Consequently, in the robot device 1, when the ambient is “noisy”, the parameter value of “anger” tends to increase and the parameter value of “fatigue” tends to decrease. Therefore, the robot device 1 behaves in such a manner that it looks “irritated” as a whole. On the other hand, when the ambient is “quiet”, the parameter value of “anger” tends to decrease and the parameter value of “fatigue” tends to increase. Therefore, the robot device 1 behaves in such a manner that it looks “calm” as a whole.

When the ambient is “hot”, the parameter value of “joy” tends to decrease and the parameter value of “fatigue” tends to increase. Therefore, the robot device 1 behaves in such a manner that it looks “lazy” as a whole. On the other hand, when the ambient is “cold”, the parameter value of “sadness” tends to increase and the parameter value of “fatigue” tends to increase. Therefore, the robot device 1 behaves in such a manner that it looks like “feeling cold” as a whole.

When the ambient is “bright”, the parameter value of “joy” tends to increase and the parameter value of “fatigue” tends to decrease. Therefore, the robot device 1 behaves in such a manner that it looks “cheerful” as a whole. On the other hand, when the ambient is “dark”, the parameter value of “joy” tends to increase and the parameter value of “fatigue” tends to increase. Therefore, the robot device 1 behaves in such a manner that it looks “quiet” as a whole.

The robot device 1, constituted as described above, can change the state of emotions and instincts in accordance with the information of the robot device itself and the external information, and can autonomously act in response to the state of emotions and instincts.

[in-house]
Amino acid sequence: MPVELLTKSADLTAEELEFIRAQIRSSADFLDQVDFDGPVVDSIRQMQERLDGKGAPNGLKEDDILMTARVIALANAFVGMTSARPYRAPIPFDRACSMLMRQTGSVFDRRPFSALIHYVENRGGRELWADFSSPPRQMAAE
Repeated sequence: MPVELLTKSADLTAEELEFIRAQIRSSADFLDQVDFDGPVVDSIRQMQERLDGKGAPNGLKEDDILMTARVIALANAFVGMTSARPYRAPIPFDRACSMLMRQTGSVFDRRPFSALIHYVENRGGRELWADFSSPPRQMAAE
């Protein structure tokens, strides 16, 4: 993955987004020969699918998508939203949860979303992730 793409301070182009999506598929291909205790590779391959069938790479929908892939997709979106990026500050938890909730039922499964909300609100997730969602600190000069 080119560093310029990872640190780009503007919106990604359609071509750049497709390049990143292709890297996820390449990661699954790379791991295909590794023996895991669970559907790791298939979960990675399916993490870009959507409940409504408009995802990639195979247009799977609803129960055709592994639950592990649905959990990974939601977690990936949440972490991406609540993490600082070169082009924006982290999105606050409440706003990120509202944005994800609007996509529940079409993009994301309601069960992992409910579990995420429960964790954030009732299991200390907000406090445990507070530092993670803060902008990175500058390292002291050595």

(4) Structure for User Recognition

The application of the present invention to the robot device will now be described in detail. The robot device to which the present invention is applied is constituted to be capable of identifying a plurality of users and reacting differently to the respective users. A user identification system of the robot device 1 which enables different reactions to the respective users is constituted as shown in FIG. 9.

The user identification system has a sensor 101, a user registration section 110, a user identification section 120, a user identification information database 102, an action schedule section 130, an action instruction execution section 103, and an output section 104.

In the user identification system, the user identification section 120 identifies users on the basis of an output from the sensor 101. In this case, one user is identified with reference to information about a plurality of users which is registered in advance in the user identification information database 102 by the user registration section 110. The action schedule section 130 generates an action schedule corresponding to the one user on the basis of the result of identification from the user identification section 120, and an action is actually outputted by the action instruction execution section 103 and the output section 104 in accordance with the action schedule generated by the action schedule section 130.

In such a structure, the sensor 101 constitutes detection means for detecting information about a user, and the user identification section 120 constitutes identification means for identifying one user from a plurality of identifiable users on the basis of the information about a user detected by the sensor 101. The action schedule section 130, the action instruction execution section 103 and the output section 104 constitute action control means for causing manifestation of an action corresponding to the one user identified by the user identification section 120.